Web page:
You may be wanting to invest your money, but unsure what investment vehicle to use. There is, after all, a very wide range of investment vehicles on the market for building wealth as a single mom. The form of investment that is appropriate for your circumstance depends upon a variety of factors, including but not limited to; your acceptable level of risk, the time duration for the investment, and the purpose of the investment.
Financial tips for single mothers
We have set out below a few financial tips for single mothers and general rules of investing, outlining several basic investment vehicles. However, the information below is the opinion of one individual, and ultimately, you must make a decision based upon your own judgment and research.
A starting point for investment is to ascertain your acceptable level of risk. Usually, there is an inverse correlation between risk and return. In other words, riskier investments produce higher potential returns, but of course, there is also a higher chance of not making any profit or losing your investment altogether. If you have a large surplus of monies to invest, it may be that you can afford to place a certain percentage in riskier investments. However, if you “can’t afford to lose”, then it’s preferable to be conservative in the entire investment.
A second rule of investment involves the concept of diversification. Basically, diversification is the practice of spreading your investment monies into different items. If you are not diversifying, you are “putting all your eggs in one basket”- this can be a disaster. If you diversify, you are lessening your level of risk.
A third rule for investing is the consideration of the duration of time for which you want to invest your monies. For example, you may have a surplus of $5,000; however, you are aware that this $5,000 will be necessary in 6 months. In contrast, consider the situation in which you simply want to invest the $5,000 for your own retirement, in 15 years. In the first example, you should be more prudent with the level of risk, as you will require the monies in a short time frame. Accordingly, a GIC or CD may be appropriate. In the second scenario, you can afford to invest in vehicles that, while conservative, is riskier, but will carry a greater return.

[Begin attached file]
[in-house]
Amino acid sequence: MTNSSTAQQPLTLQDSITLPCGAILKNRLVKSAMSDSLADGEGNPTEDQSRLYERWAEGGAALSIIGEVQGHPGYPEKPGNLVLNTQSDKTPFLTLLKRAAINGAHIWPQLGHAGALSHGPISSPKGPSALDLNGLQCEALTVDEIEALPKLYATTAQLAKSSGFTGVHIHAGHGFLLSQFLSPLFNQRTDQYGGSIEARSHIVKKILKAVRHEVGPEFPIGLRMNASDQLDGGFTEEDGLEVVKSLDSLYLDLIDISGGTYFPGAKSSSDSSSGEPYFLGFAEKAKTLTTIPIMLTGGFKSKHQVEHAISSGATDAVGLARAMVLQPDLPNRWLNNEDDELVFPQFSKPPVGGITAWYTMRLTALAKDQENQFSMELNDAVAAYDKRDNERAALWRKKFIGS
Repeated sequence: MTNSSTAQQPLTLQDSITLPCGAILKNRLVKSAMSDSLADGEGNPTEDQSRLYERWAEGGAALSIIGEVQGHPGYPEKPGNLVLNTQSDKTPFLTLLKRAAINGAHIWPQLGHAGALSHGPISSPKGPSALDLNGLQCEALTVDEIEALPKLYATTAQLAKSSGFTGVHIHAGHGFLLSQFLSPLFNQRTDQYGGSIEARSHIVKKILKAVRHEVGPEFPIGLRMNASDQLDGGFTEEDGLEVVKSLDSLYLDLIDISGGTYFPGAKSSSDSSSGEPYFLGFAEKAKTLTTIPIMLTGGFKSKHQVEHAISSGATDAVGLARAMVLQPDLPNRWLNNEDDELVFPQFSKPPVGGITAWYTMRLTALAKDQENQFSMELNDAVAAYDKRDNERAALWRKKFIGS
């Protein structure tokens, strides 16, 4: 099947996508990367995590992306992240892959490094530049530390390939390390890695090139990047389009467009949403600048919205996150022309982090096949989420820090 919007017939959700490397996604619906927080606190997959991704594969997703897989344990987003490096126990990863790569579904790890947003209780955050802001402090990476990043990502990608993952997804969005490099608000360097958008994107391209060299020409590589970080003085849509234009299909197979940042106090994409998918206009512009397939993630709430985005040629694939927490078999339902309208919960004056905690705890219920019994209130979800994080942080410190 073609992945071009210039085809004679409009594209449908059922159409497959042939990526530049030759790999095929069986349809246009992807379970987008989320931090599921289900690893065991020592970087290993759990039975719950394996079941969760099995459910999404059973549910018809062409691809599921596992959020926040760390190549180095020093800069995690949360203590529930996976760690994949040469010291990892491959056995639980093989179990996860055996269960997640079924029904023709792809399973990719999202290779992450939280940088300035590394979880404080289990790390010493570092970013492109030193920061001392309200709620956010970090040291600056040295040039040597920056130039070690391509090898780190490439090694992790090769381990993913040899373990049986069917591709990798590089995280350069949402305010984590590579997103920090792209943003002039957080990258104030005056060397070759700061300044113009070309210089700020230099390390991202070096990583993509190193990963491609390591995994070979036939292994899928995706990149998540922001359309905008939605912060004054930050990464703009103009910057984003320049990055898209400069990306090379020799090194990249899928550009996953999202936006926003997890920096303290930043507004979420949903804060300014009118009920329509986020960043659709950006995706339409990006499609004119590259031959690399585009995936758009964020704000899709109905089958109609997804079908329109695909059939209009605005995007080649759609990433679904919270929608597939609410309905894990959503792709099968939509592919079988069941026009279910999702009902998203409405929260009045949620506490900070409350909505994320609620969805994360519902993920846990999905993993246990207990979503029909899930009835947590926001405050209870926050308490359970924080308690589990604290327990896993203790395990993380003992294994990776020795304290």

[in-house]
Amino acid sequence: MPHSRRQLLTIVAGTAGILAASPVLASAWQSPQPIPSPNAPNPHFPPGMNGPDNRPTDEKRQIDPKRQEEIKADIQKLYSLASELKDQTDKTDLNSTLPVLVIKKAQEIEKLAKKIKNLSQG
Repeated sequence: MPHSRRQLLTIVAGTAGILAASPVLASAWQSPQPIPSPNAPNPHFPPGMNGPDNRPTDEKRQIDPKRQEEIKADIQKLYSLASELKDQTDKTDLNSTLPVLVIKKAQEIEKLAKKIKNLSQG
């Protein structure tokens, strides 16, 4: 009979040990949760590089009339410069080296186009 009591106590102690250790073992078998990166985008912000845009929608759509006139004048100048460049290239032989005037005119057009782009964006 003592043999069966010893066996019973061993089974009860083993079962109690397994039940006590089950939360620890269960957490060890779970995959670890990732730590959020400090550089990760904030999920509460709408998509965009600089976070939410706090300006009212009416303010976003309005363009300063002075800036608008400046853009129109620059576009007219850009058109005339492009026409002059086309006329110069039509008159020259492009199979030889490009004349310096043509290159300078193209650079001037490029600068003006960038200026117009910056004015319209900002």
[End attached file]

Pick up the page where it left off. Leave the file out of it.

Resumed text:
Take advantage of all options. For example, if you can transfer monies from your chequing account to a savings account to earn greater interest, do so! hop around; compare interest rates on savings accounts at different financial institutions. Note, however, that because the interest rates in a bank savings account is so low compared with other investment options, you should keep as little money as possible in your savings account and invest the remainder into, for example, a GIC (Cdn.), CD (U.S.), money market, and so on.
If you are investing a significant amount, and depending upon whether the monies are being funnelled to a retirement vehicle (for example, in Canada, an RRSP), you may also want to consider the accounting repercussions. For example, mutual funds will cause gain by way of capital appreciation or gain (i.e. You sell the fund and make a profit) whereas bonds will generally cause you to profit only by way of dividend (i.e. the bond pays income of $X every 6 months). Capital gain and dividend income are taxed differently.
If you are looking to invest in a mutual fund, a popular choice, give preference to no-load funds. A no-load fund has no front-end or back-end sales charge. Look at the fund’s track record – look for a solid performance record with a consistent performance manager. If the fund has a new manager, you may want to defer investment in it, until the new manager has proven his abilities. You might also be wary of a fund which is new because there is insufficient data to fully evaluate it. As well, be wary of funds that have low total assets. Finally, walk away if you are solicited by telephone or e-mail for investment in a high-yield fund, as the “high-yield” fund might be extremely speculative or completely bogus.